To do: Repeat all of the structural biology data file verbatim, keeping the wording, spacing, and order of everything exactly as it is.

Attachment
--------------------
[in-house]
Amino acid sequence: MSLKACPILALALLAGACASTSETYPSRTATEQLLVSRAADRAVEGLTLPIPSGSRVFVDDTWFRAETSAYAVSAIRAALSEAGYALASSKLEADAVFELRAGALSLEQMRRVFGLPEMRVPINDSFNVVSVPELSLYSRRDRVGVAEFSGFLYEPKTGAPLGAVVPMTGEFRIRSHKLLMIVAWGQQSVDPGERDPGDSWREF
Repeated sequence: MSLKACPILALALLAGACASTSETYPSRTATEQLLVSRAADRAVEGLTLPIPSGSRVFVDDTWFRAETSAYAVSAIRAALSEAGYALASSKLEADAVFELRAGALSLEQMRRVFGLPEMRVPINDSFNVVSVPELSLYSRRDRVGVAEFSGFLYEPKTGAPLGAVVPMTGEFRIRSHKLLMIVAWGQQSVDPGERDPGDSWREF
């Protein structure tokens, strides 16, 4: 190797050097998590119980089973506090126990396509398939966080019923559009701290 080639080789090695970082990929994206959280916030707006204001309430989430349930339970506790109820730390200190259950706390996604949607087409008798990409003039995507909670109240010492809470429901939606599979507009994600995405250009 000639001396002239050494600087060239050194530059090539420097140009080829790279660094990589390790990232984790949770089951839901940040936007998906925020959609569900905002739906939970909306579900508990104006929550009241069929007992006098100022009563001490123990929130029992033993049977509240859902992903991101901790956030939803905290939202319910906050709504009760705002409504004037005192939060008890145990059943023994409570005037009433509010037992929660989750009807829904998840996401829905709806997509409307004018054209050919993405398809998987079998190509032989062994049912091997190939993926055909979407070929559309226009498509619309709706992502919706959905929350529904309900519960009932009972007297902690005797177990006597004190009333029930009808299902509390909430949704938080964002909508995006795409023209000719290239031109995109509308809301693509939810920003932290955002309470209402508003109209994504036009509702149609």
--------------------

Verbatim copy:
[in-house]
Amino acid sequence: MSLKACPILALALLAGACASTSETYPSRTATEQLLVSRAADRAVEGLTLPIPSGSRVFVDDTWFRAETSAYAVSAIRAALSEAGYALASSKLEADAVFELRAGALSLEQMRRVFGLPEMRVPINDSFNVVSVPELSLYSRRDRVGVAEFSGFLYEPKTGAPLGAVVPMTGEFRIRSHKLLMIVAWGQQSVDPGERDPGDSWREF
Repeated sequence: MSLKACPILALALLAGACASTSETYPSRTATEQLLVSRAADRAVEGLTLPIPSGSRVFVDDTWFRAETSAYAVSAIRAALSEAGYALASSKLEADAVFELRAGALSLEQMRRVFGLPEMRVPINDSFNVVSVPELSLYSRRDRVGVAEFSGFLYEPKTGAPLGAVVPMTGEFRIRSHKLLMIVAWGQQSVDPGERDPGDSWREF
């Protein structure tokens, strides 16, 4: 190797050097998590119980089973506090126990396509398939966080019923559009701290 080639080789090695970082990929994206959280916030707006204001309430989430349930339970506790109820730390200190259950706390996604949607087409008798990409003039995507909670109240010492809470429901939606599979507009994600995405250009 000639001396002239050494600087060239050194530059090539420097140009080829790279660094990589390790990232984790949770089951839901940040936007998906925020959609569900905002739906939970909306579900508990104006929550009241069929007992006098100022009563001490123990929130029992033993049977509240859902992903991101901790956030939803905290939202319910906050709504009760705002409504004037005192939060008890145990059943023994409570005037009433509010037992929660989750009807829904998840996401829905709806997509409307004018054209050919993405398809998987079998190509032989062994049912091997190939993926055909979407070929559309226009498509619309709706992502919706959905929350529904309900519960009932009972007297902690005797177990006597004190009333029930009808299902509390909430949704938080964002909508995006795409023209000719290239031109995109509308809301693509939810920003932290955002309470209402508003109209994504036009509702149609």